Cries Unheard! The Story of Mary Bell!
By Gitta Sereny
Daily Mail obit – The woman who tried to humanise monsters: Gitta Sereny wrote brilliant books trying to explain the evil of murderers. She also helped create today’s cult of victimhood
• • •
Gitta Sereny tried to claim society was to blame for child murderer Mary Bell’s crimes
Credibility boosted by the fact she was brought up in Vienna and her heavily accented English
Brave woman but denial of Jewish past put question mark over her career
One of the many moments in the book that struck me was when the psychologist corrected Gita (the writer) ‘No not murdered, killed’
!The Daily Mail got it wrong: Gitta’s tenant was that a child should not be tried in an adult court and is not culpable in the same way as an adult is culpable. And yes, that background should be taken into account, mainly for the rehabilitation. I’m not sure the Daily Mail believes in rehabilitation.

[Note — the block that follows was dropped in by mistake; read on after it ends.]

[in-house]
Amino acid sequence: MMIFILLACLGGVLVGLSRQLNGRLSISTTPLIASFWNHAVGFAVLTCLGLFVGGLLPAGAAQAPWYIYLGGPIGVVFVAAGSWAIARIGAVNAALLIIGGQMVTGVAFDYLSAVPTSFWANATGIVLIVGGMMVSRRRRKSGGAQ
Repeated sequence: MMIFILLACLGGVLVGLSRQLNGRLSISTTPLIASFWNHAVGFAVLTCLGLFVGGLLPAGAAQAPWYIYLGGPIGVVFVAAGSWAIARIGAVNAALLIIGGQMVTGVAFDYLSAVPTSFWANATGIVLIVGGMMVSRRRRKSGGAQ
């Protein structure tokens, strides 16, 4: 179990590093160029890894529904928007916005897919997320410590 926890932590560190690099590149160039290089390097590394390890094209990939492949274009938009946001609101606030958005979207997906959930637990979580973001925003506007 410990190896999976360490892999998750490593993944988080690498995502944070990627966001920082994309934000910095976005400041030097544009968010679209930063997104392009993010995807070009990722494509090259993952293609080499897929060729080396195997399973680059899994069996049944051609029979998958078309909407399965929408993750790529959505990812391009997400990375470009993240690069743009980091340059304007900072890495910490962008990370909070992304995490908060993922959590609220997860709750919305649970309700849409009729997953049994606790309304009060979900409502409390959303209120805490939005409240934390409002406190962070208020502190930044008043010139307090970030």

I first came across her book when Jack Straw got out of his pram, when public opinion lashed out against Mary Bell receiving funds for the book. It was first published in 1998, which must have been when I first read it.
1968, aged 11, Mary Bell was tried and convicted of the manslaughter of two small boys. Norma Bell (no relation) was acquitted.
The writing project:
The secrecy of the project, respect of victims and Mary Bells own fears of media: M’s contemporary fear of media, and the image they created of her as a monster. Remembered as a liar. For gods sake I was a kid. It means people think i can never be honest
!Throughout the book I was aware that Gitta Sereny is writing about living people, who will read their part with scrutiny.
Media at the time (1968) much more conservative
Different media compared to Bulger. Commentary appeared briefly in broadsheets, the BBC prohibited mention of it during the 6 o clock news in respect of victims, and no tabloid interest. The Sun specifically refusing!
Problems with (UK) Trial process
Trail process: Judicial system based on evidence. Motivation is marginal in British murder trials, neither duty of police nor prosecution to seek reason why. No automatic investigation into family background which would be admissible as evidence.